We’re lonely.

Not only are Americans stressed and anxious, we’re also lonely. Loneliness is becoming a national health epidemic. According to a research study from Cigna, about 50 percent of U.S. adults feel alone or left out always or sometimes. This is at a time where the majority of American adults are on social media. Facebook’s mission and supposed focus on building community isn’t sufficient. Community does not necessarily correspond with connection. In fact, this article states that people who have face to face social interactions are not as depressed or at risk of suicide compared to those using social media.

Loneliness has health consequences, as articulated in this article from The New York Times. Research has also shown that loneliness has as much negative impact on physical health and longevity as long-term smoking and obesity.

While social isolation can be a problem for older adults and has been shown to have negative health consequences, this research suggests loneliness is more of an issue for today’s young people.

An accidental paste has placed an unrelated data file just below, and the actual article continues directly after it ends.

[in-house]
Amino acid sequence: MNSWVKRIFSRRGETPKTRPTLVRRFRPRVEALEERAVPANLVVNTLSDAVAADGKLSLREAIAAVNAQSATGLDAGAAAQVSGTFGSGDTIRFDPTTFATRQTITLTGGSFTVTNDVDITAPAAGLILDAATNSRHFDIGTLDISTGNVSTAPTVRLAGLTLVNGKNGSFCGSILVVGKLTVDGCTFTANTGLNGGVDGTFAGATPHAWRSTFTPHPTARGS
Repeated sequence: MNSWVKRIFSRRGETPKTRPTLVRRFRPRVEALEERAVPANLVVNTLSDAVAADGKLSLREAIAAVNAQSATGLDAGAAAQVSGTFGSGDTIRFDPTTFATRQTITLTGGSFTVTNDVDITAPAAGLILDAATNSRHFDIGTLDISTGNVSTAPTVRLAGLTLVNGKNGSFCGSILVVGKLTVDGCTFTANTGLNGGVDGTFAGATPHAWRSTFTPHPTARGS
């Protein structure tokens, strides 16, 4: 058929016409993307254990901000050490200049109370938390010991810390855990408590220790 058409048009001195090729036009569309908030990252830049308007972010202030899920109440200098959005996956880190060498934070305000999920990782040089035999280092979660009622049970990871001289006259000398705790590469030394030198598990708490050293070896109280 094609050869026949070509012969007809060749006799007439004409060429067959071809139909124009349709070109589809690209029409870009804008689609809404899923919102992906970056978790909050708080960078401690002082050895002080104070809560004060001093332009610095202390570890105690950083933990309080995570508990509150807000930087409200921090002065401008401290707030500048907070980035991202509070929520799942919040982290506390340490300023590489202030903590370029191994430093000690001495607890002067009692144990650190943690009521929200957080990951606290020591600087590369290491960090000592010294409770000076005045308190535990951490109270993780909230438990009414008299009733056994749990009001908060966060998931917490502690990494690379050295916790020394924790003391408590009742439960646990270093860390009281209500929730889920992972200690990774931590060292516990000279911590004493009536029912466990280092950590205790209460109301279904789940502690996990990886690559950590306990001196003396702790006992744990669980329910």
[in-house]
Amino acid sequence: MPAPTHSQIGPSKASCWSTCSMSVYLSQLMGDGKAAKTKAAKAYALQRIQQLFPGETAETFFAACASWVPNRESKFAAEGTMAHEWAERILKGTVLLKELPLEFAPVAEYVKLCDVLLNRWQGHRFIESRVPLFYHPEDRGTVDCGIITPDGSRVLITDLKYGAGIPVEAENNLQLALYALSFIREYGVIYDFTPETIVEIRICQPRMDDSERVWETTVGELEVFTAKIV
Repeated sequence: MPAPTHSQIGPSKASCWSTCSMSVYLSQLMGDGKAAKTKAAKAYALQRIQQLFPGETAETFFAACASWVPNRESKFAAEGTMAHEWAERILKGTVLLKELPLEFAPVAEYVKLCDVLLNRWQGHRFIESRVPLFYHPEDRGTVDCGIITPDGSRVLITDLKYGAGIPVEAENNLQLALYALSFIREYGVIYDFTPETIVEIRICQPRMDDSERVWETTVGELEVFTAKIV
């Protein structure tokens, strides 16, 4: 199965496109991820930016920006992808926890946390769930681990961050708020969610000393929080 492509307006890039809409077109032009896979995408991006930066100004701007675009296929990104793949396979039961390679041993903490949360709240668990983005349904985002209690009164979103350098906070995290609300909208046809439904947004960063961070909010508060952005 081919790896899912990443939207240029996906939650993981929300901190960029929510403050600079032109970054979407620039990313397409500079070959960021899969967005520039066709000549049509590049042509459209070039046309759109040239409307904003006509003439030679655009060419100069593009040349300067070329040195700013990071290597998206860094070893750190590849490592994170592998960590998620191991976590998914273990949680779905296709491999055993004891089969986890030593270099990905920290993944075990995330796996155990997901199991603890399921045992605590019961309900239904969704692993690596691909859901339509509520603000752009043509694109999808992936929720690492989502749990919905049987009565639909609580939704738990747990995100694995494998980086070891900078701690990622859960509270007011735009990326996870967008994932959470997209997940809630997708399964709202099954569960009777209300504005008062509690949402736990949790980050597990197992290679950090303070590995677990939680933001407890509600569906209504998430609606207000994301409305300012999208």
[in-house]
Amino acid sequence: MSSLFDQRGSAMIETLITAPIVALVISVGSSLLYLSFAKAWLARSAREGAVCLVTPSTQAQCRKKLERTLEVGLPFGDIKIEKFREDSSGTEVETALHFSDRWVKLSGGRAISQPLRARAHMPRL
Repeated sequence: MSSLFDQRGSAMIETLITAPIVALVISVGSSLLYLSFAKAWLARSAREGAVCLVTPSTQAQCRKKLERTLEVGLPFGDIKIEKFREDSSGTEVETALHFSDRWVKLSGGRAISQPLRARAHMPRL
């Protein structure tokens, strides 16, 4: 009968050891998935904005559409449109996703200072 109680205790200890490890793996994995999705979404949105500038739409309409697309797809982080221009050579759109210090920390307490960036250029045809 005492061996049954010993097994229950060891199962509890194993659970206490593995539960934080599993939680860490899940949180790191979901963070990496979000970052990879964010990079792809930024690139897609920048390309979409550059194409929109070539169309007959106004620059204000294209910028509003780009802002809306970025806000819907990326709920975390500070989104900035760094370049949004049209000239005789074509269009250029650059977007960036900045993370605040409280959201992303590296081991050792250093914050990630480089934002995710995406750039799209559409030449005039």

Finally, this isn’t a problem just in the U.S. The U.K. recently announced the creation of a new minister post focused on loneliness, and Japan has been developing robots to engage with its elderly population.


The Consumer Forecast: Help me build real and meaningful relationships, community, and connection with others.


 

Categories: Consumer

2 replies

  1. great articles all. people started isolating themselves even before social media, ie iphones in their hands. back when the first walkman came out, people put in earbuds to listen to their music and no longer could one approach them. they were busy listening. ‘don’t bother me’ they seemed to say…..
    before that? 😆😆😆 we would have had to carry a boom box that had a place to connect the earphones, which were also big….
    i wonder what people would say if we did that today????? 😆😆😆😆😆
    thanx ❤️❣️ for this great topic. good for get together and discussion and reflection.

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